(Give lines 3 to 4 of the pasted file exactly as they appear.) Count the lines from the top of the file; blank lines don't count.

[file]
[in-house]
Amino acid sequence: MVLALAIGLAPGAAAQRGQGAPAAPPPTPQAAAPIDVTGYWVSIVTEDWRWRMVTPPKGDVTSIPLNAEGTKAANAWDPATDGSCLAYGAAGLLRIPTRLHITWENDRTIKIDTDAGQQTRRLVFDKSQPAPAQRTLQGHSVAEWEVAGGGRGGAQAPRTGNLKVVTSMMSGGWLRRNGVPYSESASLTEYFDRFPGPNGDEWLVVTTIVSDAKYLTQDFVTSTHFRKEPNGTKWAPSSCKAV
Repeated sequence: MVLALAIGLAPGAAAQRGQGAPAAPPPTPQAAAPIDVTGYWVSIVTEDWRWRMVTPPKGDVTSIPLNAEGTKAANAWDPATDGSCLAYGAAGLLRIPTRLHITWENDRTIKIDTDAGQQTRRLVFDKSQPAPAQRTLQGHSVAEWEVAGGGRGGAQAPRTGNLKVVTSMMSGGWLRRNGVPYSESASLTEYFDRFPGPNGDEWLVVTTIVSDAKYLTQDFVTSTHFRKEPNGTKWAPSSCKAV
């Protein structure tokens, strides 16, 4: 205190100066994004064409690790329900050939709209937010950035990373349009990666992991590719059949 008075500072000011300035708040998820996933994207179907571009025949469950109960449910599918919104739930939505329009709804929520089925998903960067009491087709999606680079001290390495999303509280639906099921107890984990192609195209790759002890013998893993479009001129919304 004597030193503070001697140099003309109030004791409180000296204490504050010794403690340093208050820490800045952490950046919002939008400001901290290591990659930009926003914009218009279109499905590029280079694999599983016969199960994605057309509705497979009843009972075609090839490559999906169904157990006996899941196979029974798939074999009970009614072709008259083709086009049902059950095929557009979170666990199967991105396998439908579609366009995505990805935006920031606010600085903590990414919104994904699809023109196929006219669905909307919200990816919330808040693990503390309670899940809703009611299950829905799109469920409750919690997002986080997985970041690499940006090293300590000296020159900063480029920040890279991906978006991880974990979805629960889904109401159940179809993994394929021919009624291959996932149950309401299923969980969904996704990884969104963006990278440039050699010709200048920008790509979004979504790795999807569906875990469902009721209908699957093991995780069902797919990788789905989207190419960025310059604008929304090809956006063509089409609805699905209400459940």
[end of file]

Repeated sequence: MVLALAIGLAPGAAAQRGQGAPAAPPPTPQAAAPIDVTGYWVSIVTEDWRWRMVTPPKGDVTSIPLNAEGTKAANAWDPATDGSCLAYGAAGLLRIPTRLHITWENDRTIKIDTDAGQQTRRLVFDKSQPAPAQRTLQGHSVAEWEVAGGGRGGAQAPRTGNLKVVTSMMSGGWLRRNGVPYSESASLTEYFDRFPGPNGDEWLVVTTIVSDAKYLTQDFVTSTHFRKEPNGTKWAPSSCKAV
């Protein structure tokens, strides 16, 4: 205190100066994004064409690790329900050939709209937010950035990373349009990666992991590719059949 008075500072000011300035708040998820996933994207179907571009025949469950109960449910599918919104739930939505329009709804929520089925998903960067009491087709999606680079001290390495999303509280639906099921107890984990192609195209790759002890013998893993479009001129919304 004597030193503070001697140099003309109030004791409180000296204490504050010794403690340093208050820490800045952490950046919002939008400001901290290591990659930009926003914009218009279109499905590029280079694999599983016969199960994605057309509705497979009843009972075609090839490559999906169904157990006996899941196979029974798939074999009970009614072709008259083709086009049902059950095929557009979170666990199967991105396998439908579609366009995505990805935006920031606010600085903590990414919104994904699809023109196929006219669905909307919200990816919330808040693990503390309670899940809703009611299950829905799109469920409750919690997002986080997985970041690499940006090293300590000296020159900063480029920040890279991906978006991880974990979805629960889904109401159940179809993994394929021919009624291959996932149950309401299923969980969904996704990884969104963006990278440039050699010709200048920008790509979004979504790795999807569906875990469902009721209908699957093991995780069902797919990788789905989207190419960025310059604008929304090809956006063509089409609805699905209400459940």